Man & his bike

SHARE   |   Tuesday, 14 March 2017   |   By B Double
Man & his bike

Noble Katse has wanted to be a biker since he was a little boy. When other boys made wire cars to play with, he made wire cars and motorbikes. His parents could not afford to buy him a motorbike, but his passion for motorbikes made him go to Cottonfields to watch off-road motorbike racing. Cottonfields was an off-road race course in Gaborone in the 1980s. It was located where the present-day CBD is. Initially, Noble was attracted to off-road motorbikes but then, as he grew up, he realized that there were road bikes, and found road biking to be more exciting than off-road biking. He used to marvel at the blue Honda Goldwings ridden by the Khama brothers in the 1980s. Noble’s first motorbike was a Kawasaki Ninja 250R, which he bought in 2008. The Ninja 250R was a supersport bike. He sold it a year later and upgraded to a Honda CBR 600RA. Noble then felt that he needed an extra bike for cruising, so he bought an 800 cc Suzuki Boulevard. He also bought a BMW K1300S, so he had 3 bikes. Noble eventually sold the Suzuki Boulevard as it turned out to be too slow for him. He also gave away the Honda CBR600RA to his nephew in Johannesburg.

Currently, Noble rides the BMW K1300S. “I like the riding position on the K1300S,” he says. “It is a more upright position than on a superbike. It is more comfortable over long distances. I also like the fact that it has a long range fuel-wise; I can travel long distances without having to refuel. The bike provides lots of information on the status of the machine on the fly such as tyre pressure, outside temperature, status of safety functions etc. I am also able to adjust the suspension on the fly. It is a powerful bike with amazing take-off and incredible top end speed. The weight of the bike makes it cut through cross winds with ease and I always feel very safe on the K1300S as it is imposing as well.” Noble is the President of Three Chiefs Motorcycle Club, with whom he does breakfast runs. He also does solo rides. “I have been as far as Jo’burg and Francistown,” he informs me. His next long trip will be to Ghanzi. Interestingly, Noble’s passion for riding has passed on to his 8-year-old son. His son rides off-road. His younger sister and his nephew are also bikers.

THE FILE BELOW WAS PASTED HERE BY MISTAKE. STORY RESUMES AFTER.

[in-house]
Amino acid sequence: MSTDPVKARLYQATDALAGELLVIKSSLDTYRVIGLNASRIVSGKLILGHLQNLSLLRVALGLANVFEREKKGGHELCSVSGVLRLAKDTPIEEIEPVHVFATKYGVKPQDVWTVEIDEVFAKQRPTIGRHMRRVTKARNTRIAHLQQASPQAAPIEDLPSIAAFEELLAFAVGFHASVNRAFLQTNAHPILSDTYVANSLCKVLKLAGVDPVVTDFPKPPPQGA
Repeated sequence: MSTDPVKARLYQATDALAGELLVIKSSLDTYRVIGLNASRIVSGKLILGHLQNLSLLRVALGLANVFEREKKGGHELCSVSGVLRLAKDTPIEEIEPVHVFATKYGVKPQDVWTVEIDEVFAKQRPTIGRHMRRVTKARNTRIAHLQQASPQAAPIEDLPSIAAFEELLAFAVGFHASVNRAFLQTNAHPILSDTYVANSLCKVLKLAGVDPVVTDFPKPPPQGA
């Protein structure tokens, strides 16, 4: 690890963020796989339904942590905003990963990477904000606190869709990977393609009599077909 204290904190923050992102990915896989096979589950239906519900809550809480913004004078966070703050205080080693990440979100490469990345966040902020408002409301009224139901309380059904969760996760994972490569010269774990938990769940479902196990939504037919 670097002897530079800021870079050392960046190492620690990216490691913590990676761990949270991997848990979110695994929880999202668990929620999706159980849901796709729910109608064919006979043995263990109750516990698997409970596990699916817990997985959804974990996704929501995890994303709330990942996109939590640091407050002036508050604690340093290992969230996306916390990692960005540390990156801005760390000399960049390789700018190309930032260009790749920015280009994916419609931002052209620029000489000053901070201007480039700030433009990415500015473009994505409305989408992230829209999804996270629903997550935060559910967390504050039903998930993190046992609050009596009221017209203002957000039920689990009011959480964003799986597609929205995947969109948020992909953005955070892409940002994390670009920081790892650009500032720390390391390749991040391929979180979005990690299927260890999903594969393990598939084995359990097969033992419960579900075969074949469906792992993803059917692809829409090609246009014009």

Noble says that he dreams of owning a Honda Goldwing when he is 60. His dream ride is a long distance ride with his son when, he is old enough. “That’s in about ten years!” he says. As is very evident, the biking subculture is growing in leaps and bounds, with young and middle aged adults investing in the subculture. “It is important that we live up to a positive image so that we earn the respect that is due to us,” feels Noble. “Bikers must belong to clubs in order that they have access to forums where they share knowledge about bikes and biking. Bikers must also show great sense of discipline in order to be recognized as equals with drivers”. Noble would like to see the Annual Toy Run, a charity biker event, growing to become an international event. Katse works for the Botswana Communications Regulatory Authority where he leads the Business Development Team in charge of ICT licensing and market development.